Claims abound that nutritional supplements will improve our health are constantly in the headlines. While nutritional supplements may provide some health benefits including pregnancy-related outcomes, nutritional supplements may not be as safe as they would seem, especially when considering early fetal development.
I frequently get asked about vitamins with respect to fertility. Many patients are surprised to learn that excessive vitamin intake may result in serious medical conditions and have been associated with fetal malformations. This is especially the case for fat-soluble vitamins (A, D, E and K). In general, additional nutritional supplementation outside of a standard prenatal vitamin is not necessary. A typical prenatal vitamin will provide sufficient vitamins and minerals for a healthy early pregnancy. The amount of vitamin A, for example, in standard prenatal vitamins (4,000 to 5,000 IU) is considered the maximum recommended dose before and during pregnancy.1
Another concern with nutritional supplements is that numerous supplements have been found to contain contaminants such as toxic plant materials, heavy metals and even prescription medications, to name a few. These compounds pose serious potential consequences for a developing fetus. Prior to 1994, dietary supplements (vitamins, minerals, amino acids, and botanicals) were considered food additives and thus were required to demonstrate safety prior to product marketing. Since the passage of the Dietary Supplement Health and Education Act, supplements are now presumed to be safe until shown otherwise. Relaxed Federal regulation, largely unknown by consumers and physicians alike, has created an environment in which hazardous supplements may be produced with little product liability. To date, more than 140 contaminated products have been identified, but this likely represents only a small proportion of the total contaminated products available today.2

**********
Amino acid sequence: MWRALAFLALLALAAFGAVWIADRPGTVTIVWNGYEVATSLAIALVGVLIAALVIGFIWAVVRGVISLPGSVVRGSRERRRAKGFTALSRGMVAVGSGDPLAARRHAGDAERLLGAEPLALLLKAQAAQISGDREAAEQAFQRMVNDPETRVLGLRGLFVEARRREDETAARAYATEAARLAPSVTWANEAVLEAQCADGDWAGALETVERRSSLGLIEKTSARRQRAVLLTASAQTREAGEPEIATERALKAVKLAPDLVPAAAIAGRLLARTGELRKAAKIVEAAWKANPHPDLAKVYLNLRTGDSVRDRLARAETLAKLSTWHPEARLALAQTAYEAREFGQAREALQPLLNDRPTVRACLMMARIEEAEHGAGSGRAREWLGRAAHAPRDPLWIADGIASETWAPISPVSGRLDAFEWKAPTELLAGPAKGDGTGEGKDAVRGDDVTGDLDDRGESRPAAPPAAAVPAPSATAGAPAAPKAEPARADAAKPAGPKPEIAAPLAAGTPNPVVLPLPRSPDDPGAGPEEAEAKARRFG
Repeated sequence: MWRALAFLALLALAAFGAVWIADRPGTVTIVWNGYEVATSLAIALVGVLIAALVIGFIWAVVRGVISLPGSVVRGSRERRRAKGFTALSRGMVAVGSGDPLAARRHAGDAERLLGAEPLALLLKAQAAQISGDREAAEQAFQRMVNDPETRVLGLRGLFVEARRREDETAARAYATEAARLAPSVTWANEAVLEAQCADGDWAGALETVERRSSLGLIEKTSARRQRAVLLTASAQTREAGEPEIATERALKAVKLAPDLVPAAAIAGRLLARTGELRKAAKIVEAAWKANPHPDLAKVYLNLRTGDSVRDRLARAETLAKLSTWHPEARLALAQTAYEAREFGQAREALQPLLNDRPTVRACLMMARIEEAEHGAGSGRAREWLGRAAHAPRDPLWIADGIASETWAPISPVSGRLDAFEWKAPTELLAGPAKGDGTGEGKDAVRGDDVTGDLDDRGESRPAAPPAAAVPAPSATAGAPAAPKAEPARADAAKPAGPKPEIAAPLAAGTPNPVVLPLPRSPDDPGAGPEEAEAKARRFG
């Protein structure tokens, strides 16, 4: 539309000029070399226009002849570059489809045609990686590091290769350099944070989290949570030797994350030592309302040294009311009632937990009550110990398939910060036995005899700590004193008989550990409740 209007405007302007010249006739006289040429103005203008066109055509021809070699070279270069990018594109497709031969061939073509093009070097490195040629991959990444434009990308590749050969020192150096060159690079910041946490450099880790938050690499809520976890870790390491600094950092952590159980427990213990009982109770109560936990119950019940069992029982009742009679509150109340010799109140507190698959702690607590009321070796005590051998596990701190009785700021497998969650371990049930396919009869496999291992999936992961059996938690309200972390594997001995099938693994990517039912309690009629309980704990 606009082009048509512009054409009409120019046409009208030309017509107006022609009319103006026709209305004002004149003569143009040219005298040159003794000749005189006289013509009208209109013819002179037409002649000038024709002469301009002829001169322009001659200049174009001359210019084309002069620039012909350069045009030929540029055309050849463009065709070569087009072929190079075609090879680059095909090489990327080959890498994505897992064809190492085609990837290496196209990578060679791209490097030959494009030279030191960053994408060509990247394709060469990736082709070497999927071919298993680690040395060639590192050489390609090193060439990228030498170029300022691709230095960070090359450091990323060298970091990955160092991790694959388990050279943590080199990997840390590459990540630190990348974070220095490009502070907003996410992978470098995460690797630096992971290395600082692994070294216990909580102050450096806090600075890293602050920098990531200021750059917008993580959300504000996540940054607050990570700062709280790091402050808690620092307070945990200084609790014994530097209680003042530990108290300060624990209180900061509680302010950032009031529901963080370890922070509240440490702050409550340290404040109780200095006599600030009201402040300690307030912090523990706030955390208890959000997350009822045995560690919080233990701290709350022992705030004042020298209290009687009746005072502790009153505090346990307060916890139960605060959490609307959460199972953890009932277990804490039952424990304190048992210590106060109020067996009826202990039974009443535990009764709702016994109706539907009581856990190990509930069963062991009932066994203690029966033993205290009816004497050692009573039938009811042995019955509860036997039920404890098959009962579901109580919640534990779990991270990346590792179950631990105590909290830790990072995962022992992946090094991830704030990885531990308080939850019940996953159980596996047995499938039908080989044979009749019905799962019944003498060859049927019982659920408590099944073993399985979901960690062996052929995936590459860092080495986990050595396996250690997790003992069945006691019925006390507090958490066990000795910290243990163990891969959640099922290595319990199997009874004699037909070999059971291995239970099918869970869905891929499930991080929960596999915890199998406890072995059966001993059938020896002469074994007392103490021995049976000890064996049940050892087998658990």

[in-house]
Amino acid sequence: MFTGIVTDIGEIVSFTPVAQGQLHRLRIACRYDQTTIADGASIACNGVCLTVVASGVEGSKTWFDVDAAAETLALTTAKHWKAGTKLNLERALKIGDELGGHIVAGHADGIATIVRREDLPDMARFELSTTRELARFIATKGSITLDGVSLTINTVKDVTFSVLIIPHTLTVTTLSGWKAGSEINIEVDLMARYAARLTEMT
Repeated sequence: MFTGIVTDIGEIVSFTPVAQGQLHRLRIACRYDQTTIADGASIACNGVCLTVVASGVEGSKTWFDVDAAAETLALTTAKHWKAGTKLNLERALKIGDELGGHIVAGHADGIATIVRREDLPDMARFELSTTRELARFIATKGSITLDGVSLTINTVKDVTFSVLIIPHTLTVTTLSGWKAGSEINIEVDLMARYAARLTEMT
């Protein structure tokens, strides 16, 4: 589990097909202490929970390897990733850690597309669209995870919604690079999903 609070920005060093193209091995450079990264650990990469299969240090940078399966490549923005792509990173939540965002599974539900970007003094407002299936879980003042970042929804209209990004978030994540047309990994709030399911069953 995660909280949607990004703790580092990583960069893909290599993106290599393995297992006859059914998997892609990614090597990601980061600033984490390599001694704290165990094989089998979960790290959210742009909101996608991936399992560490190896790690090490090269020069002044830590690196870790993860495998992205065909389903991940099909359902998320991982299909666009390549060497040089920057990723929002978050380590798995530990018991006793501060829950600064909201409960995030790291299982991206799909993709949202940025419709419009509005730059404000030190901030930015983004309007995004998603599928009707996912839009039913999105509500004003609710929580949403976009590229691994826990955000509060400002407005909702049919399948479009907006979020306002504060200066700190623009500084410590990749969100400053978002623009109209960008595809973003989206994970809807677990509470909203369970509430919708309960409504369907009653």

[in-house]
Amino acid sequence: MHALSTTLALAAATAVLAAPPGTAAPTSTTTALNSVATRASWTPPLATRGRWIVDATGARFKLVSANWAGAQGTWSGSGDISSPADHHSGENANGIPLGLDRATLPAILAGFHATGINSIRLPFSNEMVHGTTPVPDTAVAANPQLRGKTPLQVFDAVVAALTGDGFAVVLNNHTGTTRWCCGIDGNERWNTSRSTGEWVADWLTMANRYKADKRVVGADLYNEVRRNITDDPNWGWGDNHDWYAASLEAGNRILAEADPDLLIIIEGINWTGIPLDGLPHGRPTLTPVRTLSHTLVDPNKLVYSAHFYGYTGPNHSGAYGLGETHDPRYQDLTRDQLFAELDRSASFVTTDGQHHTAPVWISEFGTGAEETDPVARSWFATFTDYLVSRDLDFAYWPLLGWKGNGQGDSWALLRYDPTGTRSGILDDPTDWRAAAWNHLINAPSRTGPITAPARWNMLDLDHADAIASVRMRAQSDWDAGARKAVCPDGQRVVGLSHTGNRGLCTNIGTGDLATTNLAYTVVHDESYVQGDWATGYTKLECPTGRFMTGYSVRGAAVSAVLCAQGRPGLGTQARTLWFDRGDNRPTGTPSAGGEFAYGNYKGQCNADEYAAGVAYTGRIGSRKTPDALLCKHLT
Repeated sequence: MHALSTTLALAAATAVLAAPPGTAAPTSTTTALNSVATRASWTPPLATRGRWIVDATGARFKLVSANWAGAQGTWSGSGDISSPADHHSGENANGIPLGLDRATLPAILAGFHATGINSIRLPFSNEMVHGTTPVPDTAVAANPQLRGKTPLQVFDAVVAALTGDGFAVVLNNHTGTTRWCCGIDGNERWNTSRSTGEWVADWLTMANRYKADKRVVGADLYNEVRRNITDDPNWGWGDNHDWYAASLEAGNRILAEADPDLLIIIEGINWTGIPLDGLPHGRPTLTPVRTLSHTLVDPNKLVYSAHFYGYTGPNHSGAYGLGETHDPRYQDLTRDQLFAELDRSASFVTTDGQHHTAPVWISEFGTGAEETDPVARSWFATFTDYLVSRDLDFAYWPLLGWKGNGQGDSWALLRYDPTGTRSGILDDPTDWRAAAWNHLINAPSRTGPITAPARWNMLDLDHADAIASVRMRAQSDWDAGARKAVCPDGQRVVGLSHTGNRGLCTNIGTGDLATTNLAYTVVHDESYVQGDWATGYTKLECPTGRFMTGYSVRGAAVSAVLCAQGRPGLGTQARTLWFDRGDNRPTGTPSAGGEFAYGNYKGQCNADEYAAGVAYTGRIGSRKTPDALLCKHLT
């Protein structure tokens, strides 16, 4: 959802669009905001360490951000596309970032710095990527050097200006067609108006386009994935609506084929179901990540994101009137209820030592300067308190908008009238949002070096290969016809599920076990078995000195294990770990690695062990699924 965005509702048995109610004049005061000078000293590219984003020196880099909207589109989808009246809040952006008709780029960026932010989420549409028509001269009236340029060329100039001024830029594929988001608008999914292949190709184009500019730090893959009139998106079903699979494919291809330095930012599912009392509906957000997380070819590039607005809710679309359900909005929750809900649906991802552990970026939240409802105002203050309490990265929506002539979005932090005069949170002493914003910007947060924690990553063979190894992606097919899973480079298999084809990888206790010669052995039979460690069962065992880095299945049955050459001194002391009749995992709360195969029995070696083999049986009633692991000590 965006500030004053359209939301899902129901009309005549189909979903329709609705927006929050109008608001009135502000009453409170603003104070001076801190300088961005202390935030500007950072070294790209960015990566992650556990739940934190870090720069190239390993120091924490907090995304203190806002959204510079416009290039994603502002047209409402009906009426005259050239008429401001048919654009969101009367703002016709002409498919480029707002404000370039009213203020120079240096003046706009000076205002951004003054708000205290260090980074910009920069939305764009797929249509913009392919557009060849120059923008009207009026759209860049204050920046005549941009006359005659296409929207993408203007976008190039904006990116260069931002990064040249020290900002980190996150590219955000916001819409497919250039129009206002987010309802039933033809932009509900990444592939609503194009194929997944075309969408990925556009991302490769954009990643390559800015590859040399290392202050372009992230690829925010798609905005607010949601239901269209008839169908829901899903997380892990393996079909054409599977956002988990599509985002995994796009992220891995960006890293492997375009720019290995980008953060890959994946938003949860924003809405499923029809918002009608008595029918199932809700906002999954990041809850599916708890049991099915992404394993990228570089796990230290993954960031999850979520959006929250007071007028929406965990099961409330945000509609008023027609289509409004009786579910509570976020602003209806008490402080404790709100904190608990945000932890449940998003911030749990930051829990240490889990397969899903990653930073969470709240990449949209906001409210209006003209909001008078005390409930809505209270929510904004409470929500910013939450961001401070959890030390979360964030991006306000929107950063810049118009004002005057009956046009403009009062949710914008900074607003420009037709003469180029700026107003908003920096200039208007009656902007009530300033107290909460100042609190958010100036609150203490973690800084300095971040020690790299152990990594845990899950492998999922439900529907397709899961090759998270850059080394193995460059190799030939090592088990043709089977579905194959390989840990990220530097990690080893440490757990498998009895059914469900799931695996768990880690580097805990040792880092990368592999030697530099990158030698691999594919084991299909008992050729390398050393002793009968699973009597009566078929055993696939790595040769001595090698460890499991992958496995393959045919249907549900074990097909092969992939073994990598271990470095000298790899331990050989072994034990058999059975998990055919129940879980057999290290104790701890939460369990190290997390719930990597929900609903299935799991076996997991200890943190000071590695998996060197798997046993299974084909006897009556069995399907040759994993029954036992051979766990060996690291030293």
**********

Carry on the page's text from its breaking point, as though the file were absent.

There has been little conclusive research demonstrating a benefit of nutritional supplements for fertility or early fetal development. A notable exception is folic acid. Folic acid has been shown to reduce the incidence of a specific birth defect known as neural tube defects by as much as 36 percent.1 As a result, the Centers for Disease Control and Prevention and my former agency, the US Public Health Service, recommend that women of reproductive age take 0.4 mg of folic acid daily before conception and during the first trimester. For women with a prior history of a pregnancy affected by a neural tube defect and for women taking anti-seizure medications, 4 mg (10 times the amount) of folic acid in the months in which conception is attempted and for the first trimester is expected to reduce this risk by a remarkable 80 percent.
Nutrition is an essential component of preconception care for all patients. The combination of a well-balanced, varied diet that is consistent with a woman’s food preferences and a standard prenatal vitamin should be sufficient to meet the dietary needs of a developing pregnancy.
Please feel free to write comments on this blog and as always, I wish you the best in your pursuit of a fertile future.References:
1. American College of Obstetricians and Gynecologists. (2007). Guidelines for perinatal care. Elk Grove Village, IL
2. Cohen, P. A. (2009). “American roulette — contaminated dietary supplements.” N Engl J Med 361(16): 1523-1525.